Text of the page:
I grew up a few blocks away from Odessa Passage, with its exquisite statues, that had been built about 100 years before the Galeria in Milan.
The obvious resemblance is evident, but here, you feel airiness, lightness of form, and perfect harmony of decorations. Or maybe I am biased, just a little?
Enough waxing nostalgic, let’s talk about food. Risotto has originated in Lombardy, and there are many different variations. Most of them agree on either cooking rice in broth or adding broth later. Most of them also include wine. And, other then modern vegetarian risotto recipes, traditionally there is some kind of meat. Like most Italian dishes, it is supposed to be topped with Parmesan, already a non-kosher combination. So this is what I do with it.
By the time I went to the kitchen to take pictures, all the ingredients had already been put in the bowl, but not mixed yet. I think you can see, though, brown rice, soy ground meat substitute, diced tomatoes, squeezed garlic, and cilantro. By the way, this cilantro just came out of the freezer. For a method to preserve fresh herbs, see my post Saving Animals and Herbs. There is a sprinkle of cinnamon on top. I don’t cook rice in broth, nor do I add broth later; instead, I add diced tomatoes. Lots of garlic, together with cilantro and cinnamon, create a picante flavor. Altogether, my risotto has taken a definite trip south, picking up tomato and garlic flavors prevalent in Southern Italian cuisine.
To complete the southern twist of it, I use light but sweet red wine instead of traditional Northern Italian dry white wine or vermouth. Rashi Light, which we usually use for Kiddush, works perfectly. A propos, that tall black cylinder with opera posters on it that you see in many of my photos is just a wine cooler.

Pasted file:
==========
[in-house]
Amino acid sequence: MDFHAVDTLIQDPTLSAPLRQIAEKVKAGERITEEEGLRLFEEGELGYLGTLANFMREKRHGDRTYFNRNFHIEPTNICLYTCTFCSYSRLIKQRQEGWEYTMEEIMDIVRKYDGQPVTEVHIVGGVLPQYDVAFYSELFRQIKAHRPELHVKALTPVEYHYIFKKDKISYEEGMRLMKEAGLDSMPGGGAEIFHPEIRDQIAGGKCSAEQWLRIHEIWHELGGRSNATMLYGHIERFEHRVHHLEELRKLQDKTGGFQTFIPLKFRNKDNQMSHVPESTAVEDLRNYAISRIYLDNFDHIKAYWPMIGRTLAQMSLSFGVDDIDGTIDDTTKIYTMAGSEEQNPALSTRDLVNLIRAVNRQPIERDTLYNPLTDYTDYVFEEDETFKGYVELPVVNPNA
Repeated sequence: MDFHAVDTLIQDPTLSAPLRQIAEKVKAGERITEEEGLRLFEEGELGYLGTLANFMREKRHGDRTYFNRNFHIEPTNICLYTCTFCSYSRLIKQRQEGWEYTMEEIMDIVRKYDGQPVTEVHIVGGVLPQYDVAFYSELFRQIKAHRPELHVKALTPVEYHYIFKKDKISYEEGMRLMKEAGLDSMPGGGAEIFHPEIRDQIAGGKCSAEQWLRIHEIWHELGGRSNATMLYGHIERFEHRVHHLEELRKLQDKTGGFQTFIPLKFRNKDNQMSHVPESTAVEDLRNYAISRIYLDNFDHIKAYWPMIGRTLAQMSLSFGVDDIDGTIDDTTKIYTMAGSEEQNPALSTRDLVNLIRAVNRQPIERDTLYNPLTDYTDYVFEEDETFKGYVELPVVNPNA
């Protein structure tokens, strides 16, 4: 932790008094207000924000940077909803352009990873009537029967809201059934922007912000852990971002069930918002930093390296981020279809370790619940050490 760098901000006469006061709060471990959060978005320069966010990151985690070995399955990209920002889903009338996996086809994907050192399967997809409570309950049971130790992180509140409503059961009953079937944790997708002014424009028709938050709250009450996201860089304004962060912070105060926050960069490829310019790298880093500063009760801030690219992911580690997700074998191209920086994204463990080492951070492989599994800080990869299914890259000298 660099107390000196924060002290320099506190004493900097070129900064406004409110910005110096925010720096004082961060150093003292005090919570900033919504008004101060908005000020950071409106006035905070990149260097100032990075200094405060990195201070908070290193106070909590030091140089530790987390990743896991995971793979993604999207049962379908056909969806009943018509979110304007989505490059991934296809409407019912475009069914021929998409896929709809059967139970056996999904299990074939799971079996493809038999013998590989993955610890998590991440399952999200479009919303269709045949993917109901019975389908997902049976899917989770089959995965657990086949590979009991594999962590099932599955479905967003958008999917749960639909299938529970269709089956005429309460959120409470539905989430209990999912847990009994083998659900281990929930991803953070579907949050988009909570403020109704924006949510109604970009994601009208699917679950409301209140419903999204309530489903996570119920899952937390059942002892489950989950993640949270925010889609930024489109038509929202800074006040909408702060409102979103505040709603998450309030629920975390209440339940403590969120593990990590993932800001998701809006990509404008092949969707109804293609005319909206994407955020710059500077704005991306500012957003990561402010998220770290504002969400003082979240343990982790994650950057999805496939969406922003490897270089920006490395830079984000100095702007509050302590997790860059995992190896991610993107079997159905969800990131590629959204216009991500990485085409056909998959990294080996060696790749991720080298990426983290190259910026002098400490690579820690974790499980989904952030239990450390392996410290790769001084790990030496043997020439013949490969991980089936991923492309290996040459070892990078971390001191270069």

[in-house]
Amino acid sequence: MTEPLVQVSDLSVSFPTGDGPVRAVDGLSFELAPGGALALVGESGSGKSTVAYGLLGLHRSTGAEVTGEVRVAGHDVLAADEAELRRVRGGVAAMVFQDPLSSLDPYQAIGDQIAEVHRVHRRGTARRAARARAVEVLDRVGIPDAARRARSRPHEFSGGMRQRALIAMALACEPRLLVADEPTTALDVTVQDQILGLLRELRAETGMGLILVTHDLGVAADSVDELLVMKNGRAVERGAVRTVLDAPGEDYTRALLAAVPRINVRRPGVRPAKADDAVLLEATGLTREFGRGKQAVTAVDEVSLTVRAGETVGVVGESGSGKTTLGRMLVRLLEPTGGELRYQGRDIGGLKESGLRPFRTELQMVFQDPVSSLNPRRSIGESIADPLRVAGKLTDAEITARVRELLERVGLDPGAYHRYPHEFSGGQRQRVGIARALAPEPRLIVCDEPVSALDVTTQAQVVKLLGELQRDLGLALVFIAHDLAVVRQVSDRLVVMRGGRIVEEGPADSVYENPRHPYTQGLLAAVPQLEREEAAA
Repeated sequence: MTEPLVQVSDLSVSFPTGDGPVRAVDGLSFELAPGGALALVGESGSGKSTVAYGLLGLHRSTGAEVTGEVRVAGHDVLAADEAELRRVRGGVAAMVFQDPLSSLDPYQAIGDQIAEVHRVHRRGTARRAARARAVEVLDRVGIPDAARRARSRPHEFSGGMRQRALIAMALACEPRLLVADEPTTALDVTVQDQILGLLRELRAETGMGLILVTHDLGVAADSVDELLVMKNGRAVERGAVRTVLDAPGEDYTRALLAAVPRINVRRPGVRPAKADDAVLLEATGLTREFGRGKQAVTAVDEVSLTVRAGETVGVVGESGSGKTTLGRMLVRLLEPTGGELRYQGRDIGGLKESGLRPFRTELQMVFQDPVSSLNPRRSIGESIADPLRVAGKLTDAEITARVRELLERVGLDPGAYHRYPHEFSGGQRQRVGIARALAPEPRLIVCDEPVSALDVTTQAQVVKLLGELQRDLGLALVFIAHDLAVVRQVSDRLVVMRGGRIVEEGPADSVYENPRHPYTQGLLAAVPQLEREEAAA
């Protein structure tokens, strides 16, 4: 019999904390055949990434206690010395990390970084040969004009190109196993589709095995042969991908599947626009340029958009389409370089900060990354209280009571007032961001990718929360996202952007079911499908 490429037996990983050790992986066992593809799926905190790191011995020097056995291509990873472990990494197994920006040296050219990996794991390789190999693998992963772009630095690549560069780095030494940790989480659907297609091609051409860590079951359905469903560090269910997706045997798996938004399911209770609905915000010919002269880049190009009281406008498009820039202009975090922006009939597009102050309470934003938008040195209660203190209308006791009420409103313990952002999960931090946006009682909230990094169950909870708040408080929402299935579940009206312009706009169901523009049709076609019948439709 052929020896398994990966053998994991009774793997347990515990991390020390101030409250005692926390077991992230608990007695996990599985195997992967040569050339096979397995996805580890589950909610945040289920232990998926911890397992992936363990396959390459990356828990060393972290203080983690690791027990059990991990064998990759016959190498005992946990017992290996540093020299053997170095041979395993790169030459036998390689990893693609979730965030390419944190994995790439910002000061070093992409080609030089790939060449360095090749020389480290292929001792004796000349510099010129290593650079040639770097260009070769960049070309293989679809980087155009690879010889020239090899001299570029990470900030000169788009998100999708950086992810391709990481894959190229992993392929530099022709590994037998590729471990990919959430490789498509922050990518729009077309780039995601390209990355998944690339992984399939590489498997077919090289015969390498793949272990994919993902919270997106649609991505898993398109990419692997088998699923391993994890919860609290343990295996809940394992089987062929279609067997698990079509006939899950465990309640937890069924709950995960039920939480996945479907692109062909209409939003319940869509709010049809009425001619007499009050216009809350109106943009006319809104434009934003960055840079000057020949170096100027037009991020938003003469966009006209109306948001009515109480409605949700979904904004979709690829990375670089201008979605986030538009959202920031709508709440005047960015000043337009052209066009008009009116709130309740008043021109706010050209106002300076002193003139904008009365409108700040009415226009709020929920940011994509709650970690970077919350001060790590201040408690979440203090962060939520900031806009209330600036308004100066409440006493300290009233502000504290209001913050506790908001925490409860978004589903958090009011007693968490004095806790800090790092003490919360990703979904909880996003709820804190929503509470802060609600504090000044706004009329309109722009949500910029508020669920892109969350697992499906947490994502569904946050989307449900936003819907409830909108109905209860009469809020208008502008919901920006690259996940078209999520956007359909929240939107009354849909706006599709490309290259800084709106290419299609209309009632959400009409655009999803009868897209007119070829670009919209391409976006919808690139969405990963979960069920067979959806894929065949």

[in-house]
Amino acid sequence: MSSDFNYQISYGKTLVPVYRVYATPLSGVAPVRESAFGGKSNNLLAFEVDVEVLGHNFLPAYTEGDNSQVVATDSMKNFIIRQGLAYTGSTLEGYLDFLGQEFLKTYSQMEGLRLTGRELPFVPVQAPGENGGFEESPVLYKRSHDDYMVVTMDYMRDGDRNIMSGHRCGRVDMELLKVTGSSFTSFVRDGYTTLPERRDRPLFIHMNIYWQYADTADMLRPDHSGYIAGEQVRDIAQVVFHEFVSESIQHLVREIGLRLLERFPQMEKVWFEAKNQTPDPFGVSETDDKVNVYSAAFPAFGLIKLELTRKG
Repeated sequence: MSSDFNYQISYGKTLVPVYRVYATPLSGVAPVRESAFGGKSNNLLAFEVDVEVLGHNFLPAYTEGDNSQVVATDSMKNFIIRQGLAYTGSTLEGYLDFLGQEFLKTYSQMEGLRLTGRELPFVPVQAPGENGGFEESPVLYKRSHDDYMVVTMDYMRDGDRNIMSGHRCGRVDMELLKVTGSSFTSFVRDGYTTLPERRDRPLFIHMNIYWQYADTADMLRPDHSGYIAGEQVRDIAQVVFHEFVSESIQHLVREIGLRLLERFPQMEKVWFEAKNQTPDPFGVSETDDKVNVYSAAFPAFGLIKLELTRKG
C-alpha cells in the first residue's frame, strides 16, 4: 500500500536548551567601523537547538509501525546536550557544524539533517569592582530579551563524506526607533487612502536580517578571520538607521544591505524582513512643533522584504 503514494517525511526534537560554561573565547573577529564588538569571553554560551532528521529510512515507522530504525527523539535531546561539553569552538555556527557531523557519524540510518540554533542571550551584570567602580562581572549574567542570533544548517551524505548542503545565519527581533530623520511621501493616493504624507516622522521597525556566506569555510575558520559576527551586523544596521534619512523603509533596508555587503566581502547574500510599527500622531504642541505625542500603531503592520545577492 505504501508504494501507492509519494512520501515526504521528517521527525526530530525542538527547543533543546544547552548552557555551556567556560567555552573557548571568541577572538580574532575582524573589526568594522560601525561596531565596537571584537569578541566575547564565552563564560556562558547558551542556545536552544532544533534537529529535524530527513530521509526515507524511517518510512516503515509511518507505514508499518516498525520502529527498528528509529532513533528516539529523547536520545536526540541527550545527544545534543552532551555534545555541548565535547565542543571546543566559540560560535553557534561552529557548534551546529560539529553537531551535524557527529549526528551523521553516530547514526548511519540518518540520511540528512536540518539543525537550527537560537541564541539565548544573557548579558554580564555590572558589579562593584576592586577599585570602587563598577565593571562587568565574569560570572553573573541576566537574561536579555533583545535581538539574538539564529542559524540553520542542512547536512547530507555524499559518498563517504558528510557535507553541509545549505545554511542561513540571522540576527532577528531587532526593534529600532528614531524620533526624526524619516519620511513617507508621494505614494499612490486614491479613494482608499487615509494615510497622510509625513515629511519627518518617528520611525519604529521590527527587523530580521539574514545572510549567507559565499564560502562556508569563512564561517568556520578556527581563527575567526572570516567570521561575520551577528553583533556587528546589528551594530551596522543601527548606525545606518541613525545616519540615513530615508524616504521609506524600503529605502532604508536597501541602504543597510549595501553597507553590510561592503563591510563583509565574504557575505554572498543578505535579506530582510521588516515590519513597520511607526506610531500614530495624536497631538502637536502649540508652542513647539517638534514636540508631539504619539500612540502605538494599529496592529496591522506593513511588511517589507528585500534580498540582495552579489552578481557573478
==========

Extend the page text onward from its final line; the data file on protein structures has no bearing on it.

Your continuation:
Talking about wine, even though my risotto contains meat substitute, rather than real meat, it tastes very real, and so a deep velvety Cabernet Sauvignon goes with it very well. This is Shomron Selected, from Carmel. It is perhaps a bit more fruity than what you’d expect, but it is just as full bodied, and it offsets all this garlic, cilantro, and cinnamon perfectly. So I don’t even know if this could rightly be called risotto, but it’s healthy, filling, extremely quick and easy to make, and, most importantly, delicious!
- 1 cup brown rice, uncooked (makes 2 cups of cooked rice)
- 1 1/2 cup water, to cook rice
- 1 teaspoon of olive oil
- 8 oz (1/2 package) soy ground meat substitute
- 1 large soft tomato, diced
- 4 or more cloves of garlic, squeezed
- 1/4 cup chopped fresh cilantro (you might want to try oregano instead)
- 1/2 cup of light sweet red wine
- a pinch of cinnamon
- salt and pepper to taste
- Boil rice in water with olive oil and a pinch of salt for about 20 minutes, or until ready. I use an electric rise cooker where the timing is a bit different.
- Transfer rice to a baking dish. Add fake ground meat, crumbled very fine.
- Add the rest of the ingredients. Mix well.
- Bake covered at 350 for 10 – 15 minutes. Don’t overbake, as it tends to get dry. If it does, add a little more wine.
P.S. Ok, Professor, how did I do?